Why free access?
Updated: 21 May 2008, 22:27
Originally written: 30 October 2005
When you become hungry, is it because you have money burning a hole in your pocket?
When you become ill, is it because you have an uncontrollable desire to pay for medical care?
Those questions sound ridiculous, because they are ridiculous. And it is also ridiculous that a hungry person can be denied food because she has no money. It is ridiculous that a sick person can be denied necessary care because he has no money. Our needs are not caused by money. We all have those needs because we are human. But our ability to satisfy our needs depends on our ability to get money to pay.
In Canada these problems are masked somewhat by the so-called “social safety net.” But all that does is mask the problem, and perhaps slightly reduce the suffering of the poorest. It does not eliminate the problem. Children still go to bed, and to school, hungry. Working people often go to work when they are sick — even contagious — because they cannot afford to lose a day’s pay. Some do not get their teeth repaired because they do not have enough money. Some do not follow doctor’s orders to rest after an injury because they know they will lose their jobs if they take time off work. Even if they would not lose their jobs, they could not afford to lose weeks or months of pay. So they work in pain, and sometimes a curable injury becomes permanent.
It is ridiculous that in a world which could easily satisfy our needs, people go hungry and do not receive proper health care. This ridiculous poverty amidst plenty condemns capitalism. The ability to eliminate poverty has existed for many years. If capitalism could have ended poverty, it would have done so long ago. But it cannot. Capitalism cannot solve the problems for which it has already generated solutions. Capitalism’s progressive phase has passed. Capitalism should get out of the way so that we can use the solutions it generated. But capitalism does not have the grace and dignity to make way for progress. So we must push it out of the way.
No previous social organization has bowed out willingly, so this is no surprise. The primary beneficiaries of capitalism certainly do not want to see it go. The bootlicking apologists for capitalism are not likely to support real progress. So we must use democratic force to put capitalism down for the count.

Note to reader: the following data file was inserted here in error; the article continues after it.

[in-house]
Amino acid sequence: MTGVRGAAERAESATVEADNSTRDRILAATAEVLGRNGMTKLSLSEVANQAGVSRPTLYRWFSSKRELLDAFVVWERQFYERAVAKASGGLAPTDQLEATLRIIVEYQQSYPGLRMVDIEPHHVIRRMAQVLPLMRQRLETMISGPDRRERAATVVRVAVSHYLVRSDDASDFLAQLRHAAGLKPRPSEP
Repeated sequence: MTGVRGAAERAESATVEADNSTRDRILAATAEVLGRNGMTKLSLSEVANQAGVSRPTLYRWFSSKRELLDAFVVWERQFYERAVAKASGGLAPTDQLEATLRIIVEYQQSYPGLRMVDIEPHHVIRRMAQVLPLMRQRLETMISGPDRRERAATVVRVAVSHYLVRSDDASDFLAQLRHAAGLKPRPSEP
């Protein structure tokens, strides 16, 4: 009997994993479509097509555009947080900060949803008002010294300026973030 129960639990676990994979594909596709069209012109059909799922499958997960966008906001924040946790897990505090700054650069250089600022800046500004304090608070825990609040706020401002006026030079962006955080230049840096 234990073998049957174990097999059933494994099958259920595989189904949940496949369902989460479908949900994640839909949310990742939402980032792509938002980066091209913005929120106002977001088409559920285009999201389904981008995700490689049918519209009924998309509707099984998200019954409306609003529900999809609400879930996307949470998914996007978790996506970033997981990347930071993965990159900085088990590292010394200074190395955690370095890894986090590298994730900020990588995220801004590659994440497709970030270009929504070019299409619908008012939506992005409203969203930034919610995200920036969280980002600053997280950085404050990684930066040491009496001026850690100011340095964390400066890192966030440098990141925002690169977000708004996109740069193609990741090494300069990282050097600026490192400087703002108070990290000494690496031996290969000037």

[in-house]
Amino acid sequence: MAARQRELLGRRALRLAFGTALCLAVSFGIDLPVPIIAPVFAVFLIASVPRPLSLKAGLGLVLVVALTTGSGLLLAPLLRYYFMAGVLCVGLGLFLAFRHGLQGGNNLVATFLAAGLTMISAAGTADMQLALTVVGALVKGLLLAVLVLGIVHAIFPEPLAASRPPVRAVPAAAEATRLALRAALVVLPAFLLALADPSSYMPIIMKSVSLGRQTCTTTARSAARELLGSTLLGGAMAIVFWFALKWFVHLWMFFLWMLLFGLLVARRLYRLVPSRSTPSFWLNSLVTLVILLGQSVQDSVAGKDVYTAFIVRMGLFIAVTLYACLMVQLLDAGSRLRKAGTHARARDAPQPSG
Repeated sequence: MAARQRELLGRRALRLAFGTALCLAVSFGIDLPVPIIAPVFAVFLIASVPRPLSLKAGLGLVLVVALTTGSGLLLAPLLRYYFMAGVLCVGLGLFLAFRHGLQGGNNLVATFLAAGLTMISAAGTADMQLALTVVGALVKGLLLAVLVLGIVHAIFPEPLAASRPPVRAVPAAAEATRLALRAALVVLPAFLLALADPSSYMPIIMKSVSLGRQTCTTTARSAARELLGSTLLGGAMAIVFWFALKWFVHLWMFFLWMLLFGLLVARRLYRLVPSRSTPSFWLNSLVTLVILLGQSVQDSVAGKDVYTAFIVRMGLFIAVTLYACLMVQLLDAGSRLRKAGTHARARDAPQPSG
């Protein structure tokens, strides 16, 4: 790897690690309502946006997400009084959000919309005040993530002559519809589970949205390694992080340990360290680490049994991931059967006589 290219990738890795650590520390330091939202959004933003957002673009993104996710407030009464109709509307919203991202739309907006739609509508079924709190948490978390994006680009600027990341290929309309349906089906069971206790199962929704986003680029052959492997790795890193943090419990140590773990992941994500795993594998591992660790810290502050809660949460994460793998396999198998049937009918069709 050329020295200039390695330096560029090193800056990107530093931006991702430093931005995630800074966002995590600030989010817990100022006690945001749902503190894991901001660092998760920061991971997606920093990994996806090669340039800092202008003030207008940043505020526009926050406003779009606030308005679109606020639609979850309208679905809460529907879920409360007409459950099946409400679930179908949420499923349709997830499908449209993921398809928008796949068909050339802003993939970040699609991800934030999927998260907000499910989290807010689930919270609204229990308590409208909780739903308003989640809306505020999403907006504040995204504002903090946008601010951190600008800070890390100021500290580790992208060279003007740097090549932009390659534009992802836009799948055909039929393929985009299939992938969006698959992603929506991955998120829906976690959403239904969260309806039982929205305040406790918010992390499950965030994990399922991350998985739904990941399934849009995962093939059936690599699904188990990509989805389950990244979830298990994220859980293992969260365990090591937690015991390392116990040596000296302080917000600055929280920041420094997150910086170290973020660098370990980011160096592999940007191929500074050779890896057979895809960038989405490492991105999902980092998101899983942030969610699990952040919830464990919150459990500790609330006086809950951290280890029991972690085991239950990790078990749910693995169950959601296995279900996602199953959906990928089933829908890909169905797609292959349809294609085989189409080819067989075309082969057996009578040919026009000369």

Free access to the goods and services we produce is the next progressive social organization. In a society of free access, we will take the goods and services we need, from whatever is produced. The necessary corollary is that we will freely produce the goods and services we need.
That may sound bizarre to us now, but it is much more reasonable than poverty. Today, we all know that nothing is free. There is always a price. We also know that money does not grow on trees — nobody is giving it away. So we submit ourselves to a life sentence of working in often boring, useless jobs to earn our breakfast.
Some of us have jobs we enjoy. We do not choose the jobs just because the money is good, because sometimes it is not all that good. We choose the jobs because we really enjoy what we do. Most of us are good at some useful activity, and when we do a job well, we enjoy having accomplished something, and produced something useful or beautiful.
When we do not have to kowtow to the bottom line, most jobs which need to be done will be enjoyable. Many jobs today are a waste of our human intellect, creativity, and productivity. But capitalism needs those jobs. Nobody else needs them, except for the fact we are forced into employment to put food on the table.
In a society of free access, we will not need cashiers, because we will not need money. The entire money industry, including banking and insurance, will disappear. The police will not be needed to stop us from stealing, because there will be no need to steal — we will have free access to what today might be stolen. The military will be a thing of the past because there will be no ownership and profits to protect from others. The elimination of money-work will free up huge numbers of people to do useful work.
Instead of a society in which we have to invent hobbies, we will have productive activities which satisfy our needs and the needs of others. Work is a part of human existence. If humans do not work we die of starvation. In a free access society we will have useful work in pleasant working conditions. Rather than giving up part of our lives to work to make others rich, an integral part of our lives will be producing goods and services to satisfy our needs and our neighbours’ needs.
Free access is the world of the future, but we will all miss out if you do not make your stand now, and commit to building the society you deserve. Your children may miss out if you wait (forever) to build the free access future. And their children, and theirs. And building a free access future — making it a free access present — is not all that difficult. All the tools are waiting. We just have to pick them up and use them.